A Guide to Hydraulic Accumulator Maintenance and Operation

Blog | February 6th, 2023

Almost every industrial facility contains hydraulic accumulators. Most facilities have multiple of them, although they often are misinterpreted. Accumulators can be the most hazardous hydraulic components in the mill, not because they are intrinsically harmful but due to a lack of comprehension. Regardless of their function, all hydraulic accumulators store energy and must thus be treated with respect.

Accumulator Functions

A hydraulic accumulator is used for one of two purposes: to increase the system’s volume at a very high pace or to absorb stress. Its precharge determines the function it will carry out. If the accumulator is utilised to add volume to the system, its precharge must be slightly below the maximum system pressure to allow oil to enter. If the accumulator is to be utilised to absorb stress, it must be pre-charged to a pressure near the maximum system pressure, with little or no oil.

Precharging an Accumulator

Dry nitrogen is generally used to precharge an accumulator. Nitrogen does not react negatively with hydraulic oil under pressure, and because it makes up roughly 78% of the earth’s atmosphere, it is the safest and least cheap gas to utilise. The next most prevalent inert gas is argon, which makes up less than 1 per cent of the earth’s atmosphere.

Under no circumstances should oxygen or air be used to precharge a battery. If compressed oxygen or air comes into contact with even a small quantity of hydrocarbon, severe reactions can occur, leading to explosions, fires, employee injuries, and property damage. An accumulator should display a safety sticker that advises against pre-charging with any gas but nitrogen. These stickers are included with brand-new accumulators, although they are frequently removed or painted over.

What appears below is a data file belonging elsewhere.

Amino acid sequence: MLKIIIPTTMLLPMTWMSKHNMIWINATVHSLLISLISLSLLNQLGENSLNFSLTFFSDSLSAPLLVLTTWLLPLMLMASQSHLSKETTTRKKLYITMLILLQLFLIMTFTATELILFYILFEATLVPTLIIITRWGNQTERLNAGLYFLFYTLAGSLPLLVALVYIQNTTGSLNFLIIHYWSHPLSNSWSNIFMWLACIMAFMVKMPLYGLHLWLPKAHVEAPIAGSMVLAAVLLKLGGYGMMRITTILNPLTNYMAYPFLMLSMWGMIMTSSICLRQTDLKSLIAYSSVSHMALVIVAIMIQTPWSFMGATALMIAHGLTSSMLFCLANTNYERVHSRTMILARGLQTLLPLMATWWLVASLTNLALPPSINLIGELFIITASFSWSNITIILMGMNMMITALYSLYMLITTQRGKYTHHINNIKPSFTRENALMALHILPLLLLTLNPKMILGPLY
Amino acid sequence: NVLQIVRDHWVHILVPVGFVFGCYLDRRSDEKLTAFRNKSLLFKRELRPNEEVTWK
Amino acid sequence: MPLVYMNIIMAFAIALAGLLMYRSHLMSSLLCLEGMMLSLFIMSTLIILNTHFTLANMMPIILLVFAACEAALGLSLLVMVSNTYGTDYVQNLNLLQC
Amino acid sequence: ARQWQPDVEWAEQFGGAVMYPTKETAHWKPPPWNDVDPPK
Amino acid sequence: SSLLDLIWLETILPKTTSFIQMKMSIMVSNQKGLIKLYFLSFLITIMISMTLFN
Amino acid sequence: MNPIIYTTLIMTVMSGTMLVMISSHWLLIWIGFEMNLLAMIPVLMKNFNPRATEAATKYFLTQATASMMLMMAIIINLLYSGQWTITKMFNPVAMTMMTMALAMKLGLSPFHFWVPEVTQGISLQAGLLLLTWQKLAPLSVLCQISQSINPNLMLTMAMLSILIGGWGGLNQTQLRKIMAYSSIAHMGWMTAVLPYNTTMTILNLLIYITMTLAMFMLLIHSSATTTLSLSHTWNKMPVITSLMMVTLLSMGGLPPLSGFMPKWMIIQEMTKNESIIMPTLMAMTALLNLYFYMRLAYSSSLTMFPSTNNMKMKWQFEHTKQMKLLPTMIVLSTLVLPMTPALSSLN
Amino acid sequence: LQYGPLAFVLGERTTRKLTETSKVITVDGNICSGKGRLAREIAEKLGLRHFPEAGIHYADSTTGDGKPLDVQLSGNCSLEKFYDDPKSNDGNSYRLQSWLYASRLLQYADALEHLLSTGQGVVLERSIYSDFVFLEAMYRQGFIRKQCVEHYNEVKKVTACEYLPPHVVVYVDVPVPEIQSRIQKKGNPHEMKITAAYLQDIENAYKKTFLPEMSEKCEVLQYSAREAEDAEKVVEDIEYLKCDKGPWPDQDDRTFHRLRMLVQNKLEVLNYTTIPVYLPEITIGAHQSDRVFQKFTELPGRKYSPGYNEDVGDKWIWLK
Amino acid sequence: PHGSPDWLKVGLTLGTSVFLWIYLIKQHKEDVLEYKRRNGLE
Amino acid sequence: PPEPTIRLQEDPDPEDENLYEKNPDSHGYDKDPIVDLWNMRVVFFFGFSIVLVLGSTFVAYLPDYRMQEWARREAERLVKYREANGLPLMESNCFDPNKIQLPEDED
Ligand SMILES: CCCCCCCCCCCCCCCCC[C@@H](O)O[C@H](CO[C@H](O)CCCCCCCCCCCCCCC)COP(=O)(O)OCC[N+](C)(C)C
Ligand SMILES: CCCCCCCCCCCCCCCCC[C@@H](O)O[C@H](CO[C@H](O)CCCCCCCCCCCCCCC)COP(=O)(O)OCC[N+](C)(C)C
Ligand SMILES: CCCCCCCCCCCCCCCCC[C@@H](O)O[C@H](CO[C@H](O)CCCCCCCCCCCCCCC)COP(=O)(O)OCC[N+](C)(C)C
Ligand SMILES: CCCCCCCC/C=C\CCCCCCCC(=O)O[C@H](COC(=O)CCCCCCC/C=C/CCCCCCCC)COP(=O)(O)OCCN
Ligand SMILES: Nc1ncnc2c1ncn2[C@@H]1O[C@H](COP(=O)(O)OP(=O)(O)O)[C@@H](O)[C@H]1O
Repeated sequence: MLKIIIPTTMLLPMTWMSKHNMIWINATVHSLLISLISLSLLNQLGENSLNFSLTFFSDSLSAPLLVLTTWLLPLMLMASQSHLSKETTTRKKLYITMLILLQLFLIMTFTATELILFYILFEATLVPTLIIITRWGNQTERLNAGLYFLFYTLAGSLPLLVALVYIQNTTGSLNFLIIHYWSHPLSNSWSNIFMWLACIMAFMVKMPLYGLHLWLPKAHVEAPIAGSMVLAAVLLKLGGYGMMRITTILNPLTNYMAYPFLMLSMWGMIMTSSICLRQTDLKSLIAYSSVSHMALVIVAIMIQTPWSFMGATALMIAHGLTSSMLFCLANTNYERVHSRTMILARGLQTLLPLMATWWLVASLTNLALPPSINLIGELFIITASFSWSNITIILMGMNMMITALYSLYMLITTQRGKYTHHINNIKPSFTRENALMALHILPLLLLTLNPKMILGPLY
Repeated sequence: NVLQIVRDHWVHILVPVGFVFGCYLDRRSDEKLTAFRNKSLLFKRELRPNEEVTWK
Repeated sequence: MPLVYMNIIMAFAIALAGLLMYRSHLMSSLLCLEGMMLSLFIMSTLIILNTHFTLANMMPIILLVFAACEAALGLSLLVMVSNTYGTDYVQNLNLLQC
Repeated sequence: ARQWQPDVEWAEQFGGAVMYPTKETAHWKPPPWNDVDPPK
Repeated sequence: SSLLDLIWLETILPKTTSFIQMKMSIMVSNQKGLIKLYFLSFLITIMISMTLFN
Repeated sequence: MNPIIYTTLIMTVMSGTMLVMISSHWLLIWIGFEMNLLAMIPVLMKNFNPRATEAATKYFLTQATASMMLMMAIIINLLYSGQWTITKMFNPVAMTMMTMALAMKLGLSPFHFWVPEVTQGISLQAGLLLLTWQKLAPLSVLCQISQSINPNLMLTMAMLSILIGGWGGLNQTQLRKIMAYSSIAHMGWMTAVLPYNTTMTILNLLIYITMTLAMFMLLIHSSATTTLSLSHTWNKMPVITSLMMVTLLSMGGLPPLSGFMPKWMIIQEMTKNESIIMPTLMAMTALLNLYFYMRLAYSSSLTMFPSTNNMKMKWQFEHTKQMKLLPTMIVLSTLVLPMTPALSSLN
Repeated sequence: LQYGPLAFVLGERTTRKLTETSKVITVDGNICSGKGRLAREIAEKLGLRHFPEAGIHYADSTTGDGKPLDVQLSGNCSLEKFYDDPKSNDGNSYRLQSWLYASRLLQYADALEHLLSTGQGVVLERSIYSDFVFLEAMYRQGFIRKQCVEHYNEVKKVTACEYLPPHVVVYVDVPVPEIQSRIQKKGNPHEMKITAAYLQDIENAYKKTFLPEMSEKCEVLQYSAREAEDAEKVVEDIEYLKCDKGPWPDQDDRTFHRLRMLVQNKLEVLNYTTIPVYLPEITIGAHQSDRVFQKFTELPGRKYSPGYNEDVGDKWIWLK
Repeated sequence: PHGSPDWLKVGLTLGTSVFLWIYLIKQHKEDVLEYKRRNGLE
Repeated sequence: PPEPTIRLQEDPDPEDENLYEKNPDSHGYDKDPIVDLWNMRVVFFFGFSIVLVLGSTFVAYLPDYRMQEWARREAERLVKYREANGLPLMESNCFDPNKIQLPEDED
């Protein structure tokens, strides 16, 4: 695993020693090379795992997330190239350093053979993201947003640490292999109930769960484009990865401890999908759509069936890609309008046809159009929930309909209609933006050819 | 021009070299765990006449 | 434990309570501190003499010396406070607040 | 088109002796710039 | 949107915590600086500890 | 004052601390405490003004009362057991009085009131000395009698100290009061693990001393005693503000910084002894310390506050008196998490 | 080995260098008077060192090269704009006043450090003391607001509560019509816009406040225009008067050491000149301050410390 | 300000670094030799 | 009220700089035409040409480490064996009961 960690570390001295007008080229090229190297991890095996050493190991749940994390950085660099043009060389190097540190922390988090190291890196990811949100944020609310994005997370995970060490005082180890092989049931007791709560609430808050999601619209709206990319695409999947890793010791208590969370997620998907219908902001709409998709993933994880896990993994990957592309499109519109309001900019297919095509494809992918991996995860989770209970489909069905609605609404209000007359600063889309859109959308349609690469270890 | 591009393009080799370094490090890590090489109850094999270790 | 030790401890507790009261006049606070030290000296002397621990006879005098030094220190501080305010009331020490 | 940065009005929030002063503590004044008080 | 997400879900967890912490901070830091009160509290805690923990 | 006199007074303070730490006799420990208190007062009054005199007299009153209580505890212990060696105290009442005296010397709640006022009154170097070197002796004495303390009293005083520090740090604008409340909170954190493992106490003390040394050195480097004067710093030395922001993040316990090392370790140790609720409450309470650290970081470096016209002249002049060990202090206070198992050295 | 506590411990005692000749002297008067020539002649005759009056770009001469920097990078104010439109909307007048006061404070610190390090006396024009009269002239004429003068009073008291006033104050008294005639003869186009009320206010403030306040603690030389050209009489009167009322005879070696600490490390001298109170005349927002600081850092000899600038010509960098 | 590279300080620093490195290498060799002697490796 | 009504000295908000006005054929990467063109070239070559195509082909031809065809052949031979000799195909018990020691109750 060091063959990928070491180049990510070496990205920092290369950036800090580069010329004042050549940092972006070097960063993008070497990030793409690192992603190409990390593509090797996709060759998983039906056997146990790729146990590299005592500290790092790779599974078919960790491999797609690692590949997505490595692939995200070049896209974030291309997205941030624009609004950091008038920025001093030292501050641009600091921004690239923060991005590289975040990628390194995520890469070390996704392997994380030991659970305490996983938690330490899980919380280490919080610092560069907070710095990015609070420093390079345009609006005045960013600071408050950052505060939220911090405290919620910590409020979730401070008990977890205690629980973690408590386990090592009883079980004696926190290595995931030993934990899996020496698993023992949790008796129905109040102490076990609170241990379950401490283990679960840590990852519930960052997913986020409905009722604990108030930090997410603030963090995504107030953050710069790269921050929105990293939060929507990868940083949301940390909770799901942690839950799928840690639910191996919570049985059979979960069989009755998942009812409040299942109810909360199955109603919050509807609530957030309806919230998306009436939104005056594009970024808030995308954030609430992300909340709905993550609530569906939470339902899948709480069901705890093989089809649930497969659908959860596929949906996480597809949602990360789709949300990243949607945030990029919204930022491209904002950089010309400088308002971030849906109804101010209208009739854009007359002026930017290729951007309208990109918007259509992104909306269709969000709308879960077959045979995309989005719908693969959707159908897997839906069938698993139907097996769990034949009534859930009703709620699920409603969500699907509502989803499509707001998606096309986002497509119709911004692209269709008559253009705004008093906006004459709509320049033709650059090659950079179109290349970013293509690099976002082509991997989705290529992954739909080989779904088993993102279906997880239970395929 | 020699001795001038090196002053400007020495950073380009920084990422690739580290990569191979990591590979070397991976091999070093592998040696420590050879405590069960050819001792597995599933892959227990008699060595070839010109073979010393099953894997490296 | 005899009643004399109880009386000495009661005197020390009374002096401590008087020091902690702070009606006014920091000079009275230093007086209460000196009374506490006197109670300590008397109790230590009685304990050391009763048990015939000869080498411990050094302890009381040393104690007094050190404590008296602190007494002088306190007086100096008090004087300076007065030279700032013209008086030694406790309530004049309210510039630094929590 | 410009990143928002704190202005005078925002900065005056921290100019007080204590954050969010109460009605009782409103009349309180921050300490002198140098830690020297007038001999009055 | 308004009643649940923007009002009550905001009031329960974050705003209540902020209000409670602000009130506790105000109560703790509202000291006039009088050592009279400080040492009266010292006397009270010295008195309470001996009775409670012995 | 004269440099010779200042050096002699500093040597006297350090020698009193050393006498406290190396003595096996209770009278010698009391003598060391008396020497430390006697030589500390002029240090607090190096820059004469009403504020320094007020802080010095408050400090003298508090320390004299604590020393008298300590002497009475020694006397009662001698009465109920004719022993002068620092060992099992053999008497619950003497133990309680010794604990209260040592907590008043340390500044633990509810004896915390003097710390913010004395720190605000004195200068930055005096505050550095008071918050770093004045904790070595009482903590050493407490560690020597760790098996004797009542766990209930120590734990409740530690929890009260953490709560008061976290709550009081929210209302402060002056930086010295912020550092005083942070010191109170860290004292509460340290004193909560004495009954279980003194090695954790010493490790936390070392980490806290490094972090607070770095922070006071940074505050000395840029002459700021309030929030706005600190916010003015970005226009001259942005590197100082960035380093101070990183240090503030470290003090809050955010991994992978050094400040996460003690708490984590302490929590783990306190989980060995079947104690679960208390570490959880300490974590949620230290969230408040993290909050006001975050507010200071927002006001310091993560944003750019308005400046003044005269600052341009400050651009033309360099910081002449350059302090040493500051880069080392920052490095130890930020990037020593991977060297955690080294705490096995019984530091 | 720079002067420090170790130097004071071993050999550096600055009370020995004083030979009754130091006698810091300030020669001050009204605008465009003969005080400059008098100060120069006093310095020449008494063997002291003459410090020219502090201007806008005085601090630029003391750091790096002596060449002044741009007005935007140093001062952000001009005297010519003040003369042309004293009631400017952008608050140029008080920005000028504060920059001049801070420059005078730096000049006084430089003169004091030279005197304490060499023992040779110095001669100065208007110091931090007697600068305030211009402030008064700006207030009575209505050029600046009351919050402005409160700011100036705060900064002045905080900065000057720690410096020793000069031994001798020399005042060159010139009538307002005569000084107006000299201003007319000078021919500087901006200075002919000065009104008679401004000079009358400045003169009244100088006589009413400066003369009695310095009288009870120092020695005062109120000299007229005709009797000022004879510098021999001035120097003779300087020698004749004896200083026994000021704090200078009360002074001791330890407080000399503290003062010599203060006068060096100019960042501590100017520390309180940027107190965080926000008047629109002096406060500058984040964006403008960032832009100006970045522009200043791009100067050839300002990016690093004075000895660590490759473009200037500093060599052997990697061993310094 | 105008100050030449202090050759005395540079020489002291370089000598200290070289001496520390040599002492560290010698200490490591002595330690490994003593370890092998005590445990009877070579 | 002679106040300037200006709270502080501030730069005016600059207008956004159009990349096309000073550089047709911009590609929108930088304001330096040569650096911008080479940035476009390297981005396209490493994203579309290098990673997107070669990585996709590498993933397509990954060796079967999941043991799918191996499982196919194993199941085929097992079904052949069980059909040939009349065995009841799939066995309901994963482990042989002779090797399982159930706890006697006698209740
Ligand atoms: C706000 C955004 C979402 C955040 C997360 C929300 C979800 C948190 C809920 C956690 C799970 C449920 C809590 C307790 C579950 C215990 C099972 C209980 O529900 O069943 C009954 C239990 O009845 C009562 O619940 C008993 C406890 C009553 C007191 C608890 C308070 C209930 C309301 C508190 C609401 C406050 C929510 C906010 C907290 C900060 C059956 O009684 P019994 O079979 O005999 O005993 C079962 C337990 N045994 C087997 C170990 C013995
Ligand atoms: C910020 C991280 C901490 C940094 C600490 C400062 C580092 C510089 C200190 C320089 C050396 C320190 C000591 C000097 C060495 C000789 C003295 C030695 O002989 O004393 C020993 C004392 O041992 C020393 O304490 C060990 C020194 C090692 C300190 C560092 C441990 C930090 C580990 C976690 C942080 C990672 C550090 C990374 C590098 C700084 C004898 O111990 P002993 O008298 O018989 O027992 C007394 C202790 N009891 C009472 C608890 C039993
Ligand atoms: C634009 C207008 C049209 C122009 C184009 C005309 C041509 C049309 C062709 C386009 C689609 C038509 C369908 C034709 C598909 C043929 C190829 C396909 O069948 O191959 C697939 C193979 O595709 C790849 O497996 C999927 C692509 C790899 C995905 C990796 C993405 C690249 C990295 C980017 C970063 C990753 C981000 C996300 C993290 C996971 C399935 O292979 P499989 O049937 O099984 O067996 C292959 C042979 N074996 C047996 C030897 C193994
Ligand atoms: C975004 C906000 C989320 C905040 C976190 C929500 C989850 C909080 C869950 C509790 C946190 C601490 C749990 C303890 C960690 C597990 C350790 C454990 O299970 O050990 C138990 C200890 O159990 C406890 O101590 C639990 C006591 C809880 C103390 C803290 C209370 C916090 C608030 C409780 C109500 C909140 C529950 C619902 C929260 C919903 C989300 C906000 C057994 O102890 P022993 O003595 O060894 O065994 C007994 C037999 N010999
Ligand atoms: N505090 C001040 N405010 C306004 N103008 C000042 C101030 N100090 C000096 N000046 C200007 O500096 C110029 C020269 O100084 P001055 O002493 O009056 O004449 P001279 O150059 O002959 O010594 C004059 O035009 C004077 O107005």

Utilise a charging system to precharge an accumulator. The precharge should be completed with no oil in the accumulator. Release any pressure at the accumulator inlet. The dump valve on most accumulators may be opened to empty oil into the tank. Screw the charging apparatus onto the Schrader valve of the accumulator and rotate the gas chuck handle clockwise to depress the pin. On the charging device, the current precharge may then be read.

Adding Volume

Volume accumulators feature a pressure dump line when the system is turned off. Without the charging equipment, the precharge may be determined by observing the lowering of the gauge when the system is shut down, and the dump line is opened. The gauge will fall gradually since the dump line is often reduced in size to prevent reservoir disturbance. When the gauge hits the accumulator’s current precharge, it will immediately drop to 0 psi.

This is also useful for determining whether an automated dump valve has opened properly. When the system is shut off, if the gauge goes to 0 psi without a steady decrease, it is probably disconnected from the accumulator, and it will be uncertain if the accumulator has been dumped.

Shock Absorbency

When an accumulator is used for shock absorption, it is undesirable for there to be a significant amount of oil in the accumulator while it is operating. If the compression process has already begun, the accumulator will react more quickly to pressure surges. For this reason, it is generally advised that shock accumulators be pre-charged to almost 100 psi below the actuator’s maximum load pressure.

It is not advised to absorb stress using a piston accumulator. Bladder and diaphragm accumulators are more sensitive since they do not need to overcome the static friction of the piston seal, nor do they need to accelerate or decelerate the mass of the piston.

Mobile Hydraulic Specialties Pty Ltd

Factory 89, 38-40 Popes Road
Keysborough, Victoria, 3173

Phone: (03) 9798-6511

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Mobile Hydraulic Specialties Pty Ltd

Phone: (03) 9798-6511
Address: Factory 89, 38-40 Popes Road, Keysborough, Victoria, 3173